- By train: Whilst Aachen does not have an U-Bahn or S-Bahn network like many other large German cities, it is still possible to travel through the city by train. The euregio-Bahn is a local line that stops at the stations Aachen West (not far from RWTH Aachen University), Aachen-Schanz, Aachen Hauptbahnhof (the most convenient for the city centre) and Aachen-Rothe Erde. A single ticket for a journey within the city is €2.55; ticket machines are available at all stations.
The old town is best explored on foot and orientation signs can be found all around. Aachen at a whole is a fairly large city. A car can come in handy but parking can get expensive, especially in the center of town. Fortunately, Aachen has an excellent city bus system, operated by ASEAG, including a few night bus lines. You can get tickets from the bus driver. You can rent a bike at the "fahrrad station", in the central train station. Although it is not the most biker-friendly town in Germany, there are a number of bike routes and getting around on bike is increasingly popular. Taxis are readily available on the train stations but also on streets.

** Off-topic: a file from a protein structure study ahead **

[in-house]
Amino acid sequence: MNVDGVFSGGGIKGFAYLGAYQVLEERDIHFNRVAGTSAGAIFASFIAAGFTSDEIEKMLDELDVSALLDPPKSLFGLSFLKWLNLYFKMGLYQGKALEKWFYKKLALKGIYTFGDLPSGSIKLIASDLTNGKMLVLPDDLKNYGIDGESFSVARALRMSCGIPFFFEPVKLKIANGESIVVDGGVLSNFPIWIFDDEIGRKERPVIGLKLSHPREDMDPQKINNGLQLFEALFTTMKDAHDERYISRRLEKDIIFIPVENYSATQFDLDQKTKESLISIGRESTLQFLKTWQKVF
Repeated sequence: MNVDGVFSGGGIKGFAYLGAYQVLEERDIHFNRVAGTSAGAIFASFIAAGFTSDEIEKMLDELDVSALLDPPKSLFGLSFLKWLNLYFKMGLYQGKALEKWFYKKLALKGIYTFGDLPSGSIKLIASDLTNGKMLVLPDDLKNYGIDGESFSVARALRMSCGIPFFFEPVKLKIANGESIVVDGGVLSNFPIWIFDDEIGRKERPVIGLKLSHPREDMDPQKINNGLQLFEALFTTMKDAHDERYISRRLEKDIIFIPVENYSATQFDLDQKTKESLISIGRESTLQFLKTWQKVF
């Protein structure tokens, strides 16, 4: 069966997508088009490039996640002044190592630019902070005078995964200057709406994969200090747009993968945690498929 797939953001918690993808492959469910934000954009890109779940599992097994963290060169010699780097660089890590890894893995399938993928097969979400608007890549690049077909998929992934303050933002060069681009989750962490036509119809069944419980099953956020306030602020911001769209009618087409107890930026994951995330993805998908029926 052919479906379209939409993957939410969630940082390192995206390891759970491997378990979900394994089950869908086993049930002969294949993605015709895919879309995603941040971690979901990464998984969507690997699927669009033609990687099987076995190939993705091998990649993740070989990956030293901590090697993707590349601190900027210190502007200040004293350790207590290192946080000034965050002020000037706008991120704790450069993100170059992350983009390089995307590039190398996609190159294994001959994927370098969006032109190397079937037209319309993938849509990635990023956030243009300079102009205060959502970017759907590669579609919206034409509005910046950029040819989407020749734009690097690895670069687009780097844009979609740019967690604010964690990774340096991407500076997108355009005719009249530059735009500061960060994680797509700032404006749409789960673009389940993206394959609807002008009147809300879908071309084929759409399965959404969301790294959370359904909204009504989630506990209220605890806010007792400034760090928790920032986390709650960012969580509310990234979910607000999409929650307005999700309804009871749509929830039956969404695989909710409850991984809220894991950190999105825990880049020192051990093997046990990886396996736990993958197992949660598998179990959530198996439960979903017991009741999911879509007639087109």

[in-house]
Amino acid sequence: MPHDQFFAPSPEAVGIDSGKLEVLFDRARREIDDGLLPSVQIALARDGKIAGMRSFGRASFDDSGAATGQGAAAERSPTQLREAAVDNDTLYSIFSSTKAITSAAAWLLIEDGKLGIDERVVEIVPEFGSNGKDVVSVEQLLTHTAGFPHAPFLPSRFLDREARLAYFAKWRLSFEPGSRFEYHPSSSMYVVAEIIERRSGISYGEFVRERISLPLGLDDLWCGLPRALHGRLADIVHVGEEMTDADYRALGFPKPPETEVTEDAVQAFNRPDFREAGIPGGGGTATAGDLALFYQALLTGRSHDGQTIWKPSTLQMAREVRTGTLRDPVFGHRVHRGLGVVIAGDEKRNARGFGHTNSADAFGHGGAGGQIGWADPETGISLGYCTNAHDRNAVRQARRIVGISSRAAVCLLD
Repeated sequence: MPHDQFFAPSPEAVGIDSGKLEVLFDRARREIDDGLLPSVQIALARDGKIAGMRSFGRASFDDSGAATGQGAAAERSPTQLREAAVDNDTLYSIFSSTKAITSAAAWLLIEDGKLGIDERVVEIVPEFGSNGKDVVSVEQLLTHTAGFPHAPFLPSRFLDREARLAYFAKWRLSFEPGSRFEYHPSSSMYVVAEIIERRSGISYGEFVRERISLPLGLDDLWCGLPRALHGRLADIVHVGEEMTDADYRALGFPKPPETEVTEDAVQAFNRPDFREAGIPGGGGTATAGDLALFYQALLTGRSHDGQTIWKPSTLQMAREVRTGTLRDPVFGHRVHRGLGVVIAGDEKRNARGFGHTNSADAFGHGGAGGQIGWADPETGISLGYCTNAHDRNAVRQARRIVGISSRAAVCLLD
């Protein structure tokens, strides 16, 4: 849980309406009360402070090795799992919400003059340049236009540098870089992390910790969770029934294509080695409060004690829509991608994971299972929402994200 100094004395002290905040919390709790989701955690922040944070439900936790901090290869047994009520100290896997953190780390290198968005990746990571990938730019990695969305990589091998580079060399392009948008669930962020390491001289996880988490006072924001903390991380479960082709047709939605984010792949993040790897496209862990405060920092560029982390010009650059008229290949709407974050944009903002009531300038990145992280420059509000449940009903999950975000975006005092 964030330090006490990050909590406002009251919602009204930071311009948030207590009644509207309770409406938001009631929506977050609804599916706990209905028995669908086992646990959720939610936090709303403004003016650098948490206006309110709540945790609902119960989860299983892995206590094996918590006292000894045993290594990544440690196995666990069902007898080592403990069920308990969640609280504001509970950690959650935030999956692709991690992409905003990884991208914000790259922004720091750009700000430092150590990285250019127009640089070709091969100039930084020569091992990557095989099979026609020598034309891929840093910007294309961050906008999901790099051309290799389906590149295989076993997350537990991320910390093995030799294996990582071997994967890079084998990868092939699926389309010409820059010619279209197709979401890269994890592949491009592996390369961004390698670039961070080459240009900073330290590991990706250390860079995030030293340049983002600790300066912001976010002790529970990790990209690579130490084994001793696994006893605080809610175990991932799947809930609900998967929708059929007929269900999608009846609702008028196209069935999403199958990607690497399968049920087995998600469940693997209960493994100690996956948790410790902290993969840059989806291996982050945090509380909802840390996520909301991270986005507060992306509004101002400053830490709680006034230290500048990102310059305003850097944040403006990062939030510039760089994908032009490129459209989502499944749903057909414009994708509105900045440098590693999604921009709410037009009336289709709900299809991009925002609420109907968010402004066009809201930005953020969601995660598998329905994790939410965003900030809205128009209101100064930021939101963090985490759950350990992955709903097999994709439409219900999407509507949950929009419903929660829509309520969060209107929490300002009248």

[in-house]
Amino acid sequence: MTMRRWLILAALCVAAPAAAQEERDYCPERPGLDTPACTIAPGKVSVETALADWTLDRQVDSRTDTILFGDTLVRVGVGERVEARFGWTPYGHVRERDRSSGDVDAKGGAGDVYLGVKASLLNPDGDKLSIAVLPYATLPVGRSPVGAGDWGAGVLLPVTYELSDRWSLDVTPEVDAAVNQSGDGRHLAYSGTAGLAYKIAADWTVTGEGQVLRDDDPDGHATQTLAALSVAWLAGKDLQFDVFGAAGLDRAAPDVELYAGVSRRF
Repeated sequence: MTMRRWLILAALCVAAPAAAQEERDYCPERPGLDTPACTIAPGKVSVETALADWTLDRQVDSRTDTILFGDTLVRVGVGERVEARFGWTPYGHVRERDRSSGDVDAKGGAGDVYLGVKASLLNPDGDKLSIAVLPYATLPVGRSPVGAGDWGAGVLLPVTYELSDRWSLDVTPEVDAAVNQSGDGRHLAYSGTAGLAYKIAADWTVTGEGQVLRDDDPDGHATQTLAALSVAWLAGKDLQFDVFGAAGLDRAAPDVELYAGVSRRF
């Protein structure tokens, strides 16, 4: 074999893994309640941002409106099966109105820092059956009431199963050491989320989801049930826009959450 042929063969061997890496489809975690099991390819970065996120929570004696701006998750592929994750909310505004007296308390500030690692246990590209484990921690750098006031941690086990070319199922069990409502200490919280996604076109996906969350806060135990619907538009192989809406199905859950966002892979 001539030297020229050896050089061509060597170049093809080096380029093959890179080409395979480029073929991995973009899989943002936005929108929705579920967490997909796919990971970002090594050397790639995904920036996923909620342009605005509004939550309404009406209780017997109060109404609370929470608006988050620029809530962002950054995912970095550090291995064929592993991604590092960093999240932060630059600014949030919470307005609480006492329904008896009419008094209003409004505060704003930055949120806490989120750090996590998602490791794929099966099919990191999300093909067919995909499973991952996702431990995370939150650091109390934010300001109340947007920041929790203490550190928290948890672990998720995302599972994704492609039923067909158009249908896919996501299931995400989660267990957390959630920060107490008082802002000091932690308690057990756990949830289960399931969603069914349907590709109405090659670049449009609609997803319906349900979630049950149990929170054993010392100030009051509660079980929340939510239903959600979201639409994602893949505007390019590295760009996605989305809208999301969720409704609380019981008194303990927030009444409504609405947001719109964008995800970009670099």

- 1 Aachen Cathedral (Der Aachener Dom / Hohe Domkirche), Domhof 1, ☏ . Jan-Mar: daily 07:00-18:00; Apr-Dec: daily 07:00-19:00. During mass access is restricted to attending in the services. Touristic visits are recommended for M-F after 11:00; Sa-Su after 12:30. Aachen Cathedral is one of the most famous examples of occidental architecture. Around 800, the core building of the Palace Chapel was built. During the 14th and 15th centuries, the Gothic choir (the "Aachen glasshouse"), the north and south chapel were added. Through the centuries, many other constructions and decorations were completed. Today, it is a unique and beautiful two-storey cathedral of classical pillars, bronze railings, golden masterpieces, glassworks, etc. The cathedral is the memorial and funeral place of Charlemagne (814). Heiligtumsfahrt The Aachen pilgrimage has taken place every year since 1349. In 1978 it was the first German building to be inscribed as a UNESCO World Heritage Site. €1 for a wristband that allows taking photos (though they usually will not collect it if you're on a tour).